Welcome to Uncorked, Unwrapped
I love to drink wine. I also love to eat candy. But recently, I found myself asking: what if I could make those two worlds collide into the perfect combination of flavors? It would, without any sense of hyperbole, be spectacular. I owe a lot of this idea to one bottle of Malbec as well as the this post by MattBites: “Anything Inside a Tortilla.”
Some would argue that wine pairing is an art. From a hefty steak to a gourmet Asian dinner, there is a wine for the occasion. A wino, a very sophisticated wino mind, would be the only one fit for the task.
Well, I’m not that person. I stumble through wines. I pair my dinner with whatever wine bottle is the coolest or my latest obsession. I will drink only Malbec for months, bringing it to parties so I don’t have to explore other options. I’ll walk lazily through a store until I can find a Cupcake that suits my needs.
It is time for me to learn through the best means possible: by eating candy.
This blog will not be snobby. It will most definitely not be classy. It will not be a restaurant review from the New Yorker. I will sample the cheapest wines with the worst store-brand jellybeans. Sometimes I will try to pair candy with wine, or wine with candy. Most of the time I will probably fail. But when I succeed, it will be…not to be cheap..pretty sweet.
With my glass raised, her goes nothing:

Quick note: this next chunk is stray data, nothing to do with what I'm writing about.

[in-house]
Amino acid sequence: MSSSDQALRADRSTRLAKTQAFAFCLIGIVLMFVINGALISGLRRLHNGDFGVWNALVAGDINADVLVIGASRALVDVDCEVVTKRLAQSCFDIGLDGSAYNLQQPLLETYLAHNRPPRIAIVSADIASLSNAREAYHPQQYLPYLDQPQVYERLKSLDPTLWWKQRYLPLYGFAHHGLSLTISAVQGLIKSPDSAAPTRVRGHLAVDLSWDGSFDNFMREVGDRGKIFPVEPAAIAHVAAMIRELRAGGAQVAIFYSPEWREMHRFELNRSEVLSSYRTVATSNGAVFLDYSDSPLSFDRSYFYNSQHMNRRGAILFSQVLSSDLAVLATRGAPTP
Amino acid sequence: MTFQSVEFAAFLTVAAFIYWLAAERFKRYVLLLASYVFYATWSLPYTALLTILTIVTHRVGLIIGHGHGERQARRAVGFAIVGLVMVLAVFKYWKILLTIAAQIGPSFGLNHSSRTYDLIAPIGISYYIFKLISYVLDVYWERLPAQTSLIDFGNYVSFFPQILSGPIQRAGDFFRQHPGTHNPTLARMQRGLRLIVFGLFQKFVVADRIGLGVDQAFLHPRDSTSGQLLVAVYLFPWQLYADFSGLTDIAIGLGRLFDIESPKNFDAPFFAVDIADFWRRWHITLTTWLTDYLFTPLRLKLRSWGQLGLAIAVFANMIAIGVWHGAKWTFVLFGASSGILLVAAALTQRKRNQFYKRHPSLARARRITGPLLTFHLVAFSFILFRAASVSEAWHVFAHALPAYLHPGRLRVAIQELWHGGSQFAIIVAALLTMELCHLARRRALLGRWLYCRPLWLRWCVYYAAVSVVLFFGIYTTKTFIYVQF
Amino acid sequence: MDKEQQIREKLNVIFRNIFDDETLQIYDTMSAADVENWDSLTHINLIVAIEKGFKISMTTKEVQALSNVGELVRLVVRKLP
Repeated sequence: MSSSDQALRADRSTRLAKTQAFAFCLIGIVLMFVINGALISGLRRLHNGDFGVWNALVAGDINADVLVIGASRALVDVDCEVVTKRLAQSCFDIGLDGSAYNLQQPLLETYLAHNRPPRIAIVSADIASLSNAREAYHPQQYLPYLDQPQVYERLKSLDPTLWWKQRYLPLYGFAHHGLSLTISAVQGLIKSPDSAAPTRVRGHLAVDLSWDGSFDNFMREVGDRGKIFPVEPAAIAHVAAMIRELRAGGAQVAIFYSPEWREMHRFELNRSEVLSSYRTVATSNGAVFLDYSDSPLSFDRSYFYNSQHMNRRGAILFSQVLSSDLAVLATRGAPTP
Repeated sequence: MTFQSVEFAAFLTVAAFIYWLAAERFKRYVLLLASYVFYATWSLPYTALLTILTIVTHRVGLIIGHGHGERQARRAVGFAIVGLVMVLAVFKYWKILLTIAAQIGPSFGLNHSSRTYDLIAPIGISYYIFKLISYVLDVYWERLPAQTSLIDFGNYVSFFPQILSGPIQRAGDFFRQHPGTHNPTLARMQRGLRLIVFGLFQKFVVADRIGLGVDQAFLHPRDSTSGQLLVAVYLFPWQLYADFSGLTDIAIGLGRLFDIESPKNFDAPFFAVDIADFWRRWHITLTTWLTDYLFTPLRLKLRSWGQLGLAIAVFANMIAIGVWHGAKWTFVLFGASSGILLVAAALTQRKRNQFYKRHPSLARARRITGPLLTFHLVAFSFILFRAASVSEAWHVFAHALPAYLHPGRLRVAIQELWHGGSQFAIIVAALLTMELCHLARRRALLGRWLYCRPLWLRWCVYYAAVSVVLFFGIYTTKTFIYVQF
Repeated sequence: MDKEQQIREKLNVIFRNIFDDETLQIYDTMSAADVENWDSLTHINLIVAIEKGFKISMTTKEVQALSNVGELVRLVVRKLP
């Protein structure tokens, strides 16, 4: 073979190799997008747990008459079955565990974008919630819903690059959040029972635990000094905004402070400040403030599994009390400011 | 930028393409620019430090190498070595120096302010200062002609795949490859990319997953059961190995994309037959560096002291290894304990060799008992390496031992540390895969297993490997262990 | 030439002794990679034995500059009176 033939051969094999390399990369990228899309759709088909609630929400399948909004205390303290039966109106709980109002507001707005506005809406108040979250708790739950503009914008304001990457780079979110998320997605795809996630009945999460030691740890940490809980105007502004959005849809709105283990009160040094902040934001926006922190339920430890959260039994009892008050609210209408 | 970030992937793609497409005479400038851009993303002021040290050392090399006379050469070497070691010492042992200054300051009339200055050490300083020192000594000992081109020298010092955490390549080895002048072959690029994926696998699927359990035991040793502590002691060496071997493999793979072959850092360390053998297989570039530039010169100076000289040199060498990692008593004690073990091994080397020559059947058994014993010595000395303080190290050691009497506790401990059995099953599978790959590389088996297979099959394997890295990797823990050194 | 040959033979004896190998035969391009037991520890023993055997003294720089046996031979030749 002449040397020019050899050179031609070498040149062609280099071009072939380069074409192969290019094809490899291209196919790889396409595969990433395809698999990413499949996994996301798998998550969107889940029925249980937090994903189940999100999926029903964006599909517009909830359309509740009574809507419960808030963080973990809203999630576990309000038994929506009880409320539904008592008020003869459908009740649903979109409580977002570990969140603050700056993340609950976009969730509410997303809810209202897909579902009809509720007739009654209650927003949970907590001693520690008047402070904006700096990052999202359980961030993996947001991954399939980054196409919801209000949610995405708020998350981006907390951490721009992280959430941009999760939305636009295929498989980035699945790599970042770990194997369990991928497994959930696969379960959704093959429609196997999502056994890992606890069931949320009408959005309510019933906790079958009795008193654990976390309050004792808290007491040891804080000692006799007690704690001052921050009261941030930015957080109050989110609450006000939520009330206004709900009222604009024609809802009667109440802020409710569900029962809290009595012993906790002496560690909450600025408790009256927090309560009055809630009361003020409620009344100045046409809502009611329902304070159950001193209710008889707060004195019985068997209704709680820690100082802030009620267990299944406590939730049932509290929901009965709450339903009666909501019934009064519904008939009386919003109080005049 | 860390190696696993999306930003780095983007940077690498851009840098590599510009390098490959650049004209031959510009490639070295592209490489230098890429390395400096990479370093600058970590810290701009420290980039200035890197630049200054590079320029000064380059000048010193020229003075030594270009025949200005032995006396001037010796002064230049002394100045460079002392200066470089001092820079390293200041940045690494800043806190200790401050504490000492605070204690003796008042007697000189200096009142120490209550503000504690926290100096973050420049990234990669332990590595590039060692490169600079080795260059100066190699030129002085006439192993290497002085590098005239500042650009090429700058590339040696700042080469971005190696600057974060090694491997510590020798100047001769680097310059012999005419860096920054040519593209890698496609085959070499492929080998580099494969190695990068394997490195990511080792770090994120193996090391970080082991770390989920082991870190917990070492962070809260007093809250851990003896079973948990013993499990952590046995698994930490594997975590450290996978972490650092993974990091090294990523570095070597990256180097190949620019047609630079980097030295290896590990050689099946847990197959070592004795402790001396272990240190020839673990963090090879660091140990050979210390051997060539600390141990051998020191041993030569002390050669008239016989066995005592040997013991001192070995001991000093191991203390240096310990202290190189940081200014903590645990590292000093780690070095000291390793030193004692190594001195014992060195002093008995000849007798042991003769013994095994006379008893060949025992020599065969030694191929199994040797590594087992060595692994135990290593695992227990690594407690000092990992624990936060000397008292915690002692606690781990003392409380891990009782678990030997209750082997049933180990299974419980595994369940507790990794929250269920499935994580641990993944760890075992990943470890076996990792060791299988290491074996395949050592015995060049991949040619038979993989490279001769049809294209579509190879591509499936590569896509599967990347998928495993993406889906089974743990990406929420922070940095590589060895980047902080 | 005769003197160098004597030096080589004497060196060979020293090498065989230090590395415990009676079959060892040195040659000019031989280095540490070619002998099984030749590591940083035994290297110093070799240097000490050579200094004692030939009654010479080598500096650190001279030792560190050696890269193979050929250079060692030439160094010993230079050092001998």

Wine: Andean Sky, 2011 Chardonnay
Candy: Lindt Excellence. 90% Cocoa Supreme Dark
My choice behind the pairing was so simple, it was too good to be true (hint: it didn’t work). To me, white wine is either dry or sweet. Since I go into these pairings without any research, I based the choice on my preconceived notion that Chardonnay is a sweet wine. Balancing the sweet was the challenge at hand. Chocolate seemed obvious, because the other bitter candies were either salty or not bitter enough. I chose the darkest chocolate available at my neighborhood Giant: Lindt chocolate 90% cocoa.
Although the two make a pretty picture, they don’t necessarily compliment each other. The wine had a soft flavor instead of an overwhelming sea of sweet. It tasted subtle and smooth. It turned out, this chardonnay needed a partner that could compliment its softer side. The chocolate was far too dark-the expected sweetness of the chardonnay was supposed to balance the dark, intense flavor of the chocolate. Instead the thick and almost chalky Lindt stuck to your mouth as the Chardonnay could barely battle such strong flavors. It was still a tasty treat, but not the pairing I had hoped.
Takeaway: Chocolate is the type of candy to pair with a chardonnay. The challenge is to find the right type of chocolate. Is milk chocolate too sweet? Or is there an ideal middle ground? Or is chocolate not the way to go?
I’ll keep this blog as updated as possible. I am welcome to challenges. Do you want to know what wine goes well with a Mallow Cup? Do you enjoy a good Pinot Noir, but can never find the perfect licorice to match it? In these cases, I will try until I succeed. Whatever the costs.